with credit, its rank in the University. I have the honor to be.
your faithful humble Servant
Addressed: The Rev: Dr Wood, Lodge, St John's College,
Franked: Cantuar, dind. Endorsed : Archbishop of Canterbury
Mar. 10, 1820.
R. F. S.
[To be continued,'^
Boon twilight, and the spiritual gray
Of morning on the misty mountain sides,
Are ebb and flood of life's eternal tides
Of dark and light : one half-world turns away
To sleep in shade : one wakes to work and play i
Darkness redeems the errors of the light :
Beneficent and all-atoning night
Blots out the imperfections of the day.
Then call not darkness evil : good and ill
Are human discords ; but unwavering
The deathless ministers of nature's plan
Perform the mandates of the heavenly will.
That darkness only is an evil thing,
Which reigns perpetual in the mind of man.
C. E. Byles.
A TOURISTS TALE.
I JOINED a tour to "Sunny Spain"
'Twas one of " Spook's conducted."
Now I'm a lofty soul, and scorn
To be by guides instructed,
And so I gave our gang the slip,
And on my own hook took a trip
Into the wild interior
Of what was once Iberia.
The night came on and found me far
From human habitation.
And miles, and miles, and miles away
From any railway station;
And so I wandered on, until
I gained the summit of a hill.
And thence I spied a tiny light.
In Spain a most uncommon sight.
I plodded on until I met
A gentleman in "knickers,"
And round his waist a saah was tied.
Adorned with bright pigstickers.
I felt a little bit afraid.
And some insipid comment made
About the state of Spanish weather.
And tried to pull myself together.
He answered me in Spanish tongue.
That sounded much like swearing.
His eyes they glittered brightly, like
The gimcracks he was wearing.
A Tourisi's Tale. 657
Then all at once it flashed on me.
That I had met with banditti:
And so, in hopes that he would vanish,
I summed up my choicest Spanish.
Now when I am in " Gay Paree,"
And try French conversation;
I always can rely upon
This feature of the nation :
As soon as I begin the "brogue,"
Be it to honest man, or rogue,
He cannot for a moment stand it.
And so it happened with the bandit.
His face was puckered up in pain,.
His eyes grew quite abnormal,
He turned upon his heels, and left
In manner most informal.
Now Spanish men are most polite,
But he was too dumbfounded quite.
To give a thought to etiquette,
Which, strange to say, I dont regret.
Now learning foreign tongues at school
Is really most improving;
For never have I found my words
In English half so " moving."
And therefore this is my advice:
Before you give up French, think twice:
And when you've learnt a tongue, don't lose it.
You don't know when you'll have to use it.
H. B. Hamer.
VOL. XX. 4
THE INDIAN CIVIL SERVICE AS A CAREER.
CRY for help from Macedonia on the banks of
the Cam must always prove an irresistible
attraction to a loyal Johnian, and the 31
years which have rushed by since I resigned
my seat on the Editorial bench of TAe Eagle have not
increased my powers of resistance against such an
appeal. So it happens that in an unwary moment I
yielded to pressure, and promised an article for the
preparation of which I have but scanty heisure.
Looking back across the interval of time which
separates me from the golden days of undergraduate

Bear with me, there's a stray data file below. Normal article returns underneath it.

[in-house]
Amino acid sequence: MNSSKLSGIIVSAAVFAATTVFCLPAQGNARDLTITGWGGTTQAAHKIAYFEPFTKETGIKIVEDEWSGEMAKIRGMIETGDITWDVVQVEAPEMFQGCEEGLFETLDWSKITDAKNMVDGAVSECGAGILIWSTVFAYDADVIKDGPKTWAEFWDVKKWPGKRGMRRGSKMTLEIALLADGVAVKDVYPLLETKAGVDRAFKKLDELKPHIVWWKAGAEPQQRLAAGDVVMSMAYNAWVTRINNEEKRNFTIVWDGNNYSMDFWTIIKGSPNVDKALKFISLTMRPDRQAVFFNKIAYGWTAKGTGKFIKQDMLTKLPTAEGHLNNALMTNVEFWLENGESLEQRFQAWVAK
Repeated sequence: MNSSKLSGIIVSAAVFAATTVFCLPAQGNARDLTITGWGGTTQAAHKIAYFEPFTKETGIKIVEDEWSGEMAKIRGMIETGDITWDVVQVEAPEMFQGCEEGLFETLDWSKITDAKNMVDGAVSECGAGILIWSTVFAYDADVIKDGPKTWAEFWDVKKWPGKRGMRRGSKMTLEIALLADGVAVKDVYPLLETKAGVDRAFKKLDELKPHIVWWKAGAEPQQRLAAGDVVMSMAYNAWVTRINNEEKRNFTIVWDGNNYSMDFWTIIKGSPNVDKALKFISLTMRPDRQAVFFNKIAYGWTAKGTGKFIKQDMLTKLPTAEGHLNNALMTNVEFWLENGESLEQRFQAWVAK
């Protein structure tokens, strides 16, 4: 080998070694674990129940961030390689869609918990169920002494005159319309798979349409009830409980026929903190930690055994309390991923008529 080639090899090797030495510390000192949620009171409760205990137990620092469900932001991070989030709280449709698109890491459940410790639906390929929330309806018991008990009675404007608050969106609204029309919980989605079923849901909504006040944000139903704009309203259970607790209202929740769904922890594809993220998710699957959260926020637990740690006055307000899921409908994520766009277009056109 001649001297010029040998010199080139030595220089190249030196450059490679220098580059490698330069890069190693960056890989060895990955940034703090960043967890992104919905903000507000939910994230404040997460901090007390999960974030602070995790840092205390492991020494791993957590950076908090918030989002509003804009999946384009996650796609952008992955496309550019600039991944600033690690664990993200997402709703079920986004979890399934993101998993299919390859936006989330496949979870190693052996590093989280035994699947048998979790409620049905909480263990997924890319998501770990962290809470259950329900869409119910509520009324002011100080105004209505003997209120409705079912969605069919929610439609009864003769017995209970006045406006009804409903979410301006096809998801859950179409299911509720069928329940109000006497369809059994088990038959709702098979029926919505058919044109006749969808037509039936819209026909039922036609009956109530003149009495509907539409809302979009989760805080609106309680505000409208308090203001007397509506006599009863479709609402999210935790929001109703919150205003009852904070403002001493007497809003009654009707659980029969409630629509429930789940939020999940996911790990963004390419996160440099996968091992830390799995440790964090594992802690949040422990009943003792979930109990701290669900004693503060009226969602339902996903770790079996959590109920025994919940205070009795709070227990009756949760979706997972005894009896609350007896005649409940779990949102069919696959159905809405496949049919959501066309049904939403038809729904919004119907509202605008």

life, I can recall numerous distinctions which the College
gained in those days. Seniority in the Classical and
Mathematical Triposes seemed to come to the College
as a matter of course. In the five years from 1867 to
1871, Sandys, Hallam, Whitaker and Heitland headed
the Classical list, while Moulton and Pendlebury were
Senior Wranglers, and Elliott (now serving in India and
a CLE.) just missed that distinction in the same period.
The first place was gained by the College in the
Natural and the Moral Science Triposes in 1870 and
1 87 1. To office at the Union Johnians were elected
from year to year. Fractions of light blue were not in
those days exposed to view, nor was the undivided
honour awarded to any but representatives of the
University in the contests of rowing, cricket, or the
athletic sports between Cambridge and Oxford. But
Light Blues flitted about the Courts of the College,
and more that one Johnian both rowed in the Eight and
The Indian Civil Service as a Career. 659
played in the XI. The most famed of runners, jumpers,
and hurdle racers (Pitman, Fitzherbert, and Cooper) wore
the Lady Margaret Colours. On the river, on the
College cricket ground, and in the racquet courts St
John's held a record which no other College could beat.
Meanwhile the very bull-dogs and proctors were found
charmed and motionless in the course of their rounds
under the influence of the sweet strains of Gillespie's
band. With a large annual enrolment of freshmen, the
College treated its Scholars and Exhibitioners with a
marked liberality. On February 24 1868 the Civil
Service Commissioners wrote to a Johnian Exhibitioner
selected for the Indian Civil Service in these terms —
** The Commissioners have always endeavoured to impress
upon candidates at the time of their selection that it was
at once their duty and their interest to give up all
honours except those of the Indian civil service." With
these short-sighted and happily short-lived views the
Commissioners proscribed the Universities as unfit for
the residence of their selected candidates. Both at
Oxford and Cambridge many Colleges retaliated and
warned off men who intended to go out to India. Such
were not accounted worthy to retain their Scholar-
ships, since their Indian studies must interfere with
their acquisition of honours in the Schools and Triposes,
and a narrow view of life and honour led the College
authorities to deprive successful competitors in the
Indian civil service examinations of their scholarships or
Exhibitions, But St John's College took the lead in
resisting this tendency, and even awarded to one of its
exhibitioners, wha had been selected for the Indian